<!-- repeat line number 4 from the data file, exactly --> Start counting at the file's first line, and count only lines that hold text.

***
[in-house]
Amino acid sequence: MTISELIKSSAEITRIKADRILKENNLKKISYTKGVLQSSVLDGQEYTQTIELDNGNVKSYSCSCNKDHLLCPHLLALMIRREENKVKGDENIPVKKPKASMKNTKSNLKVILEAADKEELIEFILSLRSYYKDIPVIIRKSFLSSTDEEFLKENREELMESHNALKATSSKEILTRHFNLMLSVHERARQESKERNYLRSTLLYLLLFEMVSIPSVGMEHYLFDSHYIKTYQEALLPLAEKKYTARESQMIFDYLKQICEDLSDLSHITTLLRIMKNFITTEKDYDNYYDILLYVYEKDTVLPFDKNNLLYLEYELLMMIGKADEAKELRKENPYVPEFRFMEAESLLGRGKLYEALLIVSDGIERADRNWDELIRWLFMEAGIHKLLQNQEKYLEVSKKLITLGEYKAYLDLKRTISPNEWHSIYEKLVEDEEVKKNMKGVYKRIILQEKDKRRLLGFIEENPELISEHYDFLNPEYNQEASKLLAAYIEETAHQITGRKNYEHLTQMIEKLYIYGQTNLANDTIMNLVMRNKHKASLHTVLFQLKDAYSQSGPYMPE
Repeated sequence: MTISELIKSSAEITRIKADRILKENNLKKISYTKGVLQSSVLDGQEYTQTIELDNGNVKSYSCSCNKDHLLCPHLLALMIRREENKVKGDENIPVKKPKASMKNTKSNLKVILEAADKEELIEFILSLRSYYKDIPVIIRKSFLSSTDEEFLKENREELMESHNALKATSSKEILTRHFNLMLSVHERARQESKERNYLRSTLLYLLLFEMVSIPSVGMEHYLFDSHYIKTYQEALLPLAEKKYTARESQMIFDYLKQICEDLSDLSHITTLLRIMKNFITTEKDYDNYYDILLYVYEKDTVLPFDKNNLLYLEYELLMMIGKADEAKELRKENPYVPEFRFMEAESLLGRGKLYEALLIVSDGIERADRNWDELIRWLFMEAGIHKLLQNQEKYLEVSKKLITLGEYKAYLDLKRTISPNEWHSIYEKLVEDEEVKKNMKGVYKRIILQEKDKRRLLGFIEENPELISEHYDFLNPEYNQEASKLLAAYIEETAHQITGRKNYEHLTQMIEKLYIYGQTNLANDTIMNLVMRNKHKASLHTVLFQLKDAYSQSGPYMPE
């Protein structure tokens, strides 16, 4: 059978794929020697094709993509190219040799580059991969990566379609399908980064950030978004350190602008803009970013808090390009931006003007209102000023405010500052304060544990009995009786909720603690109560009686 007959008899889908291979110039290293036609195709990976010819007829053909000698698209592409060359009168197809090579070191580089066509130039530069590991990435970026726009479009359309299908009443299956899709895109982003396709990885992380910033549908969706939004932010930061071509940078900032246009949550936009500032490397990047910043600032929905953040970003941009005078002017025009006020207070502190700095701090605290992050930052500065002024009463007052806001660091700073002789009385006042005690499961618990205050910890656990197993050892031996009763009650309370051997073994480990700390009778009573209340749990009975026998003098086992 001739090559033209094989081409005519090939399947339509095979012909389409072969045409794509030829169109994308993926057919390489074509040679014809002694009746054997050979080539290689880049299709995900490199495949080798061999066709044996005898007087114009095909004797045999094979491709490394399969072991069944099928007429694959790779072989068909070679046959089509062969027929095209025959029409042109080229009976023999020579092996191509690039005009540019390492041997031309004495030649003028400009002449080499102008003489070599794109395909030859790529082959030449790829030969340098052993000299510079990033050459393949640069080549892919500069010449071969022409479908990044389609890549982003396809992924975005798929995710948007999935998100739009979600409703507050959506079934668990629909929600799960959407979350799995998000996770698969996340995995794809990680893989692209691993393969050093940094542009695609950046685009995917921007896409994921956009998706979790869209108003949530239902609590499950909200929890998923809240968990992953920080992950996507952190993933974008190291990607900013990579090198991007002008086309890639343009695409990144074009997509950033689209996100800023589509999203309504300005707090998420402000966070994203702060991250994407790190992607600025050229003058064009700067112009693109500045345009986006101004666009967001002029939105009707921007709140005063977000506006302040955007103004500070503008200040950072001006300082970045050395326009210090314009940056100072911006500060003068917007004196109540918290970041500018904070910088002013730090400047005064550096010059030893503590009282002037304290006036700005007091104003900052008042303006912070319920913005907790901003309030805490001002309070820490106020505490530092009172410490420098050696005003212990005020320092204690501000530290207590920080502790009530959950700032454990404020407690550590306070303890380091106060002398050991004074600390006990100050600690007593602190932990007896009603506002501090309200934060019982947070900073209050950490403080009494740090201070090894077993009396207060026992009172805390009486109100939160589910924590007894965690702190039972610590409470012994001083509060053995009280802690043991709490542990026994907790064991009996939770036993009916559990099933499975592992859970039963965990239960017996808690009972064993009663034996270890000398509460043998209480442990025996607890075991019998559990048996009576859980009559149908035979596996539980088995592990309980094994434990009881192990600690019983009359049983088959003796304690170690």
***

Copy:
């Protein structure tokens, strides 16, 4: 059978794929020697094709993509190219040799580059991969990566379609399908980064950030978004350190602008803009970013808090390009931006003007209102000023405010500052304060544990009995009786909720603690109560009686 007959008899889908291979110039290293036609195709990976010819007829053909000698698209592409060359009168197809090579070191580089066509130039530069590991990435970026726009479009359309299908009443299956899709895109982003396709990885992380910033549908969706939004932010930061071509940078900032246009949550936009500032490397990047910043600032929905953040970003941009005078002017025009006020207070502190700095701090605290992050930052500065002024009463007052806001660091700073002789009385006042005690499961618990205050910890656990197993050892031996009763009650309370051997073994480990700390009778009573209340749990009975026998003098086992 001739090559033209094989081409005519090939399947339509095979012909389409072969045409794509030829169109994308993926057919390489074509040679014809002694009746054997050979080539290689880049299709995900490199495949080798061999066709044996005898007087114009095909004797045999094979491709490394399969072991069944099928007429694959790779072989068909070679046959089509062969027929095209025959029409042109080229009976023999020579092996191509690039005009540019390492041997031309004495030649003028400009002449080499102008003489070599794109395909030859790529082959030449790829030969340098052993000299510079990033050459393949640069080549892919500069010449071969022409479908990044389609890549982003396809992924975005798929995710948007999935998100739009979600409703507050959506079934668990629909929600799960959407979350799995998000996770698969996340995995794809990680893989692209691993393969050093940094542009695609950046685009995917921007896409994921956009998706979790869209108003949530239902609590499950909200929890998923809240968990992953920080992950996507952190993933974008190291990607900013990579090198991007002008086309890639343009695409990144074009997509950033689209996100800023589509999203309504300005707090998420402000966070994203702060991250994407790190992607600025050229003058064009700067112009693109500045345009986006101004666009967001002029939105009707921007709140005063977000506006302040955007103004500070503008200040950072001006300082970045050395326009210090314009940056100072911006500060003068917007004196109540918290970041500018904070910088002013730090400047005064550096010059030893503590009282002037304290006036700005007091104003900052008042303006912070319920913005907790901003309030805490001002309070820490106020505490530092009172410490420098050696005003212990005020320092204690501000530290207590920080502790009530959950700032454990404020407690550590306070303890380091106060002398050991004074600390006990100050600690007593602190932990007896009603506002501090309200934060019982947070900073209050950490403080009494740090201070090894077993009396207060026992009172805390009486109100939160589910924590007894965690702190039972610590409470012994001083509060053995009280802690043991709490542990026994907790064991009996939770036993009916559990099933499975592992859970039963965990239960017996808690009972064993009663034996270890000398509460043998209480442990025996607890075991019998559990048996009576859980009559149908035979596996539980088995592990309980094994434990009881192990600690019983009359049983088959003796304690170690």